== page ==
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Breast Pumping: Getting the Most Bang for Your Buck

Strategies for Maximizing Milk Production and Efficiency While Pumping Your Breasts

  • Make sure you have a well-stocked pumping station, filled with drinks, healthy snacks, and treats. Make sure you have something relaxing to do.

  • Power pumping once a day (20 min of pumping, 10 min rest, 10 min pumping, 10 min rest, 10 min pumping). This will add up to one hour, and should be done after your longest sleep (try to get 5 hours, with someone else doing a bottle feeding in that time), ideally between 12 a.m. and 6 a.m (your prolactin level is highest then). 

  • If you do not have an hour, power pump in two 30-min sessions of: pump 10 min/rest 10/pump 10, once in the morning, once in the evening.

  • Hands-on pumping as shown in this video: Stanford Newborn Nursery 

You probably already know about hands-free pumping bras, but just in case:

Hands-free breast pumping bra
A DIY pumping bra can allow you to (gently) massage your breasts, but be sure the suction is as strong with as without the bra

  • If you do not have time to pump, stick a Haakaa milk collector on your opposite breast while feeding your baby. (If your supply is about equal to your baby's needs, or is low, make sure to offer that milk to your baby so they get all the milk they would have taken from that side.)

  • Increase frequency of stimulation by hand expressing a few squirts of milk every time you pass a sink, while in the shower, and into any bottles or baby food you’re preparing.

  • Google “guided meditation for breast pumping” and pick one you like. (You don’t have to do this every time, just as needed/desired.)

  • Close your eyes and imagine the feeling and sound of fluids rushing through your body and pouring out of your breasts. Sometimes people feel a pins-and-needles feeling in their breasts right as milk starts flowing. (Imagination is actually a powerful tool for triggering certain bodily functions; you can see this when you imagine biting into a lemon wedge—notice your mouth fills with saliva just from thinking about it)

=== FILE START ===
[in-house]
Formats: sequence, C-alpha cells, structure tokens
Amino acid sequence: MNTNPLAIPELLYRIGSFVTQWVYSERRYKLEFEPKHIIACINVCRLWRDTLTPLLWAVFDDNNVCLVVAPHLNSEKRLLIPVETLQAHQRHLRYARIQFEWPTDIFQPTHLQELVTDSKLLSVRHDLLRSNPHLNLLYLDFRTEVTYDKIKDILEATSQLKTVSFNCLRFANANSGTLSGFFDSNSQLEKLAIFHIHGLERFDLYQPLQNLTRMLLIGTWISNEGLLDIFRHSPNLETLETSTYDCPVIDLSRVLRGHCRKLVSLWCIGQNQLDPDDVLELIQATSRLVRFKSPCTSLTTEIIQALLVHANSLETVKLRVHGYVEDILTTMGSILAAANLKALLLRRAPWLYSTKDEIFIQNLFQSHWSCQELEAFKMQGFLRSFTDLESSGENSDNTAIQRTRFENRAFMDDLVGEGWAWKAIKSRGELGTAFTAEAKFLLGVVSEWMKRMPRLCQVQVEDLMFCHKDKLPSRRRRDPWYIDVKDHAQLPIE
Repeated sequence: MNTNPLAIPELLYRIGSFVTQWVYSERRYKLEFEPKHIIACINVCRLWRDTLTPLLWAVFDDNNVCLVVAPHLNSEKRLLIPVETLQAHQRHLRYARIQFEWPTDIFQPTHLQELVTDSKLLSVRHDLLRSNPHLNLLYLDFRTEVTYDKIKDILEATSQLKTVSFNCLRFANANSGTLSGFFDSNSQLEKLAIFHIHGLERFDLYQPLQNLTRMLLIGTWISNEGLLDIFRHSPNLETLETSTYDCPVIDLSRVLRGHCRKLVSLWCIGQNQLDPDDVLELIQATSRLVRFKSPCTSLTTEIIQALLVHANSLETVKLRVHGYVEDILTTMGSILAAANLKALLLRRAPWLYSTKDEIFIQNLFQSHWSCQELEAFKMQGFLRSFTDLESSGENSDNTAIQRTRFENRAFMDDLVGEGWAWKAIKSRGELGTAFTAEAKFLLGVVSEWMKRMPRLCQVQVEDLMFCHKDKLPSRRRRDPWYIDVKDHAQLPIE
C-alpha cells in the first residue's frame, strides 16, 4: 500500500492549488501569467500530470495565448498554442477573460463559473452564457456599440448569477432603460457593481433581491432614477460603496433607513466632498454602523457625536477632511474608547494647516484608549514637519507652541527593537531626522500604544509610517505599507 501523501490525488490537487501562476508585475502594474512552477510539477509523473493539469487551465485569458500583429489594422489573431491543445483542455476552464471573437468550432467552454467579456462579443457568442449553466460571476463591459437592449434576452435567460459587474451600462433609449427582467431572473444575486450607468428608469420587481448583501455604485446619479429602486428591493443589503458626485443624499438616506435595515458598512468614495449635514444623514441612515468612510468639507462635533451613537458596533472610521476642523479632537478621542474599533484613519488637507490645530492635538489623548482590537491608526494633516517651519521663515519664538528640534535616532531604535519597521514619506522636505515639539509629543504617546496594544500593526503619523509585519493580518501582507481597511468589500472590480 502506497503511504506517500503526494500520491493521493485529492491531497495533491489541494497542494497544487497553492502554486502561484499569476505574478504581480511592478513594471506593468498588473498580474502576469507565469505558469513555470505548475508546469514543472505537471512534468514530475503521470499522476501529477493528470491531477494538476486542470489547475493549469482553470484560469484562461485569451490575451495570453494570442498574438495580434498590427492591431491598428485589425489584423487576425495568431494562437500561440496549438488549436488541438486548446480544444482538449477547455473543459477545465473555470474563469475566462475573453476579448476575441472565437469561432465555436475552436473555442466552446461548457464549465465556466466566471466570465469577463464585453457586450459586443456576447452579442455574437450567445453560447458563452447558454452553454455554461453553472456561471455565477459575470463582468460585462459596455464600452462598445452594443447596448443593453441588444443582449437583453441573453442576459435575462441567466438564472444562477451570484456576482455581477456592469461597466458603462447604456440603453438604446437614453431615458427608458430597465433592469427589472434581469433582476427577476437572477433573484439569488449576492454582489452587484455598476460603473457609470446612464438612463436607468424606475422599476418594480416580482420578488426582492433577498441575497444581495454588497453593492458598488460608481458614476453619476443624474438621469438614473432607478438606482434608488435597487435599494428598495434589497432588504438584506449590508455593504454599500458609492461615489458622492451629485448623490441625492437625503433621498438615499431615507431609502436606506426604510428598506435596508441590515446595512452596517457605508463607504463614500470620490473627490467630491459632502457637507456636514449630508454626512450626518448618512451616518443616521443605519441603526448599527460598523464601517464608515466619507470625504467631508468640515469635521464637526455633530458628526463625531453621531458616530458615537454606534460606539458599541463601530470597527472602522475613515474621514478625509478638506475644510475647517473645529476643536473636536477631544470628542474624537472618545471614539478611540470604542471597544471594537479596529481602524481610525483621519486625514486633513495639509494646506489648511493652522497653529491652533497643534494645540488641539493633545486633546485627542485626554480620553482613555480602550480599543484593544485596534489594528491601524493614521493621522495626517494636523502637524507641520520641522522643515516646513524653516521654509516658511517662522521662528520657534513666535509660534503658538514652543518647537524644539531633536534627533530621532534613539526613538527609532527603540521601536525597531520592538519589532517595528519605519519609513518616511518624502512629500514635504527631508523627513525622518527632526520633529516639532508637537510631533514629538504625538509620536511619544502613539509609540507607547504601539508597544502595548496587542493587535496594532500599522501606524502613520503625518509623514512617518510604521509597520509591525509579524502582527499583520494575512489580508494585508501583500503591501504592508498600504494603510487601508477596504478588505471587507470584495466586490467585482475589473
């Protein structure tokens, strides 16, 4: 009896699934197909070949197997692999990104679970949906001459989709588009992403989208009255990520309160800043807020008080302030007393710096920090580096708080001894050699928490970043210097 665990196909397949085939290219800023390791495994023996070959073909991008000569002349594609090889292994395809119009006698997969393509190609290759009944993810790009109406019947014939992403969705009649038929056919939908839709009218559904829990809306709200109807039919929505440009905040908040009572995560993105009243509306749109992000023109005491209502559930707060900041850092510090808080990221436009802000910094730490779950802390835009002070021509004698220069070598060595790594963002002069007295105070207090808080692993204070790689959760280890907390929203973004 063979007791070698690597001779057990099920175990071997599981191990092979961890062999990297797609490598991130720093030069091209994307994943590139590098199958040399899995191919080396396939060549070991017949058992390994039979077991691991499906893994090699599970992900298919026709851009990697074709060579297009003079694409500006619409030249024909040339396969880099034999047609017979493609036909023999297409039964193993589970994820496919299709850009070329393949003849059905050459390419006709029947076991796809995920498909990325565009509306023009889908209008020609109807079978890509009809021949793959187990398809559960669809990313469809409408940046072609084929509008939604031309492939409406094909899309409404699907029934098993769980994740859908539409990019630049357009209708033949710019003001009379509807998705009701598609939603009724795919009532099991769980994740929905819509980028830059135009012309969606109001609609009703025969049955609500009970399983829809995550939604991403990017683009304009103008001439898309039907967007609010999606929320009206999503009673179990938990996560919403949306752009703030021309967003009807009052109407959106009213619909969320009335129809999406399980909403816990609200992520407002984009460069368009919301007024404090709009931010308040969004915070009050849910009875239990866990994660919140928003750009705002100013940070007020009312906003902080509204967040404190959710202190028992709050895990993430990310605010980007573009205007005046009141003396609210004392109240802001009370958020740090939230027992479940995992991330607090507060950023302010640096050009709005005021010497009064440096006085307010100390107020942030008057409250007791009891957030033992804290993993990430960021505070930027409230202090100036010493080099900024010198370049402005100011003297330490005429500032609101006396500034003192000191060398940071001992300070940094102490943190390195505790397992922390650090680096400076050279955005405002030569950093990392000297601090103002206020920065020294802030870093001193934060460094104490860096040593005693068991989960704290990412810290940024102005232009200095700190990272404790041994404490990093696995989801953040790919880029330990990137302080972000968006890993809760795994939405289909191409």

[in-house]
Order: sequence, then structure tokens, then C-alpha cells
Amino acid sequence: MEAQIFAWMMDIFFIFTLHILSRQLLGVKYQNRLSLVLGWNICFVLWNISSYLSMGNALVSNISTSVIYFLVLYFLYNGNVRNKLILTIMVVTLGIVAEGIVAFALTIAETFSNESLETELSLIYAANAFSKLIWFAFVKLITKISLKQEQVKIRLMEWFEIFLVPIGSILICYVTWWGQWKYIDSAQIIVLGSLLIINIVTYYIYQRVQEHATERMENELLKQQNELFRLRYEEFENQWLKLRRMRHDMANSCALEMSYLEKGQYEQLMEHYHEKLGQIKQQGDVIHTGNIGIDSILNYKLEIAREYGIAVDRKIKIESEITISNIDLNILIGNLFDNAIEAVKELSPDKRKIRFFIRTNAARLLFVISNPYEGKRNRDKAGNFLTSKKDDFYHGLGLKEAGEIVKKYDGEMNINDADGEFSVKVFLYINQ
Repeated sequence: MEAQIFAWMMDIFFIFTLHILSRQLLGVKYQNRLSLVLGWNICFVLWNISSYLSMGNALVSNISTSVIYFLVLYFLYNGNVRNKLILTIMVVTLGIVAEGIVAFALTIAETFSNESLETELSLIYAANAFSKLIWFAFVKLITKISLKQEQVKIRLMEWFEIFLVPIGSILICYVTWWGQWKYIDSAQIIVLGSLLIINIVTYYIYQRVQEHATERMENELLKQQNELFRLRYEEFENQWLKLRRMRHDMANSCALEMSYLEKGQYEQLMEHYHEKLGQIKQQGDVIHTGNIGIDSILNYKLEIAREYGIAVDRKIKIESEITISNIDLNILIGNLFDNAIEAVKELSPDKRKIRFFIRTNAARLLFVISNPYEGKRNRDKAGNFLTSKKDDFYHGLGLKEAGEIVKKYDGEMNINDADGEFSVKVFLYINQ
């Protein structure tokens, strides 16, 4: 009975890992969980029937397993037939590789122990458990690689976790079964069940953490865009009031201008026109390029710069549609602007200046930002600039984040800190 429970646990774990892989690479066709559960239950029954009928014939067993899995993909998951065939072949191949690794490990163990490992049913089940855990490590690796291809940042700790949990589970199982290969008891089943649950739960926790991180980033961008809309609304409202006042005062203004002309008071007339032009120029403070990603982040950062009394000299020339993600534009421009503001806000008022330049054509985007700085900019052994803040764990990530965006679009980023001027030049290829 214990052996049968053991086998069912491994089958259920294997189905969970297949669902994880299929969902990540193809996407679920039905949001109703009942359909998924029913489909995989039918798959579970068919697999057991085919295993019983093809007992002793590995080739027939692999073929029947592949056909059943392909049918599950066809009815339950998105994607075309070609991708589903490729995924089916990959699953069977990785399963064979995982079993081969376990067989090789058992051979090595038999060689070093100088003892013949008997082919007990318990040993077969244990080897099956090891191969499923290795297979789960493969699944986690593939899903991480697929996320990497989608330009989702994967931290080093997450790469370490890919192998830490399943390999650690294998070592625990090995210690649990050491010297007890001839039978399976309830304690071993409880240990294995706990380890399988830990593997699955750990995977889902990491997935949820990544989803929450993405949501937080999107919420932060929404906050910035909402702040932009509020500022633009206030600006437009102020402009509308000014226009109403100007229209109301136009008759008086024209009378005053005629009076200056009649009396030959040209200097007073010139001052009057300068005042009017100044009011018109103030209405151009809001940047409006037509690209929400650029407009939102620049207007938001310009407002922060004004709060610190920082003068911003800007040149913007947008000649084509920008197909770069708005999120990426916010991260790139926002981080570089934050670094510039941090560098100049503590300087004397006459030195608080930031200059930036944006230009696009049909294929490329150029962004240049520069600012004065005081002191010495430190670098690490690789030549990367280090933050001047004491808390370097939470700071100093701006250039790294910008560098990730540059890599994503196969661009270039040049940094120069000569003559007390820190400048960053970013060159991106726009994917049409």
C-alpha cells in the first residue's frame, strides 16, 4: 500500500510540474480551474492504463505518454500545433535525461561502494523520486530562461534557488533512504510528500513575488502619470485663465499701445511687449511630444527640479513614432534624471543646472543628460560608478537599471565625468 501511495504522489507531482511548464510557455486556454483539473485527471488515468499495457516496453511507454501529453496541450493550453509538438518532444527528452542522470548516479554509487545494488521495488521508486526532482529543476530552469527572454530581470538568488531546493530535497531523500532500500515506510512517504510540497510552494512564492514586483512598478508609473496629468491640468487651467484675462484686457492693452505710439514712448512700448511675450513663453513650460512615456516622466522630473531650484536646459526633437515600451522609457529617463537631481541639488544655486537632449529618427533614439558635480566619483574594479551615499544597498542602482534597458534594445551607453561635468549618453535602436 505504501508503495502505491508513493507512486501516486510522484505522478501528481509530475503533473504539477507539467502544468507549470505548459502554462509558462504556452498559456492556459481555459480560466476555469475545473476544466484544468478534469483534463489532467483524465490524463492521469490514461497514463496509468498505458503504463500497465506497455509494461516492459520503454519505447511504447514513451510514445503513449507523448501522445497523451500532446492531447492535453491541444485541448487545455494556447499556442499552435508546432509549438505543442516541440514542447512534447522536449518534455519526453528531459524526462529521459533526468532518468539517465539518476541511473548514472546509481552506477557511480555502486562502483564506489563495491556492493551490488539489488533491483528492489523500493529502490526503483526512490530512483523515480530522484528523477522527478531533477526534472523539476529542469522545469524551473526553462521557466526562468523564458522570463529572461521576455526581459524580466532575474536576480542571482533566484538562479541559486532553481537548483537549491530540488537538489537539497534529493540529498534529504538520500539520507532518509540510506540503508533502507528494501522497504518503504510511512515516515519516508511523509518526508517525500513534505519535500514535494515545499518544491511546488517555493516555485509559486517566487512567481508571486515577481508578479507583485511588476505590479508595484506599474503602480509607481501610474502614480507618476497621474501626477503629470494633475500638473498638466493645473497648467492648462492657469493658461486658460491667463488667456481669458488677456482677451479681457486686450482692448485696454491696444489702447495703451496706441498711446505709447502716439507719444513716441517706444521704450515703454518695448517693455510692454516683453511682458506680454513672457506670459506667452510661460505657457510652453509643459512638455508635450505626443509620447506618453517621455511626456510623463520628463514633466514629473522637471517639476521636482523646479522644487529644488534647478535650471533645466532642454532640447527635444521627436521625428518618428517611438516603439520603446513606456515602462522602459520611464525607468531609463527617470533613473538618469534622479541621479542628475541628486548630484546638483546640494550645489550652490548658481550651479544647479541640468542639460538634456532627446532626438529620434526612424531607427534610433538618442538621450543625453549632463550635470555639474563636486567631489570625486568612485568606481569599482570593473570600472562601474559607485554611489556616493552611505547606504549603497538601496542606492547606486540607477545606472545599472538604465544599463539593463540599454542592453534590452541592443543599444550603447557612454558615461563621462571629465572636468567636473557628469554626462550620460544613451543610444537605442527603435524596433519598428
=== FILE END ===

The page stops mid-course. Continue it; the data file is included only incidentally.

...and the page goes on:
Always remember this: YOU matter more to your baby than how much milk you produce!

Mother smiling at young baby
Photo by Jonathan Borba via

  • Warm pump flanges before using in a bowl of hot water

  • Lubricate pump flanges with nipple ointment

  • Use warm compresses on the breasts while pumping for a few minutes (not hot)

  • Try a different pump. For reasons we don’t understand, sometimes a certain pump works better than another for a particular mother (Some mothers even report getting more milk with a manual pump; this is not typical though.)

  • Parallel pumping (see image below) can improve output and save time.

  • Listening to music while pumping has been shown by research to improve output for many women.

Mother pumping breast while breastfeeding baby, called "parallel pumping"
McCue & Stulberger (2019)
  • Check in with how your body and mind feel while pumping. Relax any tense muscles. Are you hungry or thirsty? Make sure you are as warm (or cool) as you like to be. Do you need a stool under your feet? If there is anything stressing you out, write it down on a note pad to address later, and try to relax. Remind yourself that you are doing a great job (you really are!).

  • Smell your baby, look at pics and videos, think about cute things they do that make you smile or tear up.

  • Always keep a manual pump with you while away from your baby; letting your breasts be full for a long period of time usually reduces the supply

  • Make out with your partner (seriously!), and try some of these other oxytocin-boosting strategies

  • If you are stressing over how much milk is coming out, put something (like baby socks) over the bottles so you can’t see them until the end.

  • For a few of your pumping sessions, do the following: when you’re done, take a 10-min break, then do 5 more minutes of extra pumping before putting your milk and supplies away.

Don’t feel like you have to do all of these things, every time, starting right now

It’s ok just to do what you feel up to, because adding too many additional burdens is counterproductive. Stress can be a milk-supply killer.

Make sure to track your 24-hour pumping output and baby’s 24-hour supplement consumption (and note if it is formula or breastmilk), so you can see if you’re gradually increasing your supply. At some point your pumping amount will plateau, and that is your personal milk production ceiling for this baby.

Most babies do not continually increase their daily milk consumption from 1–6 months, but rather take larger volumes less frequently (if bottle-fed) and establish their own pattern (if exclusively breastfed) that enables them to get what they need. Always follow your baby’s hunger cues to know how much to give them.

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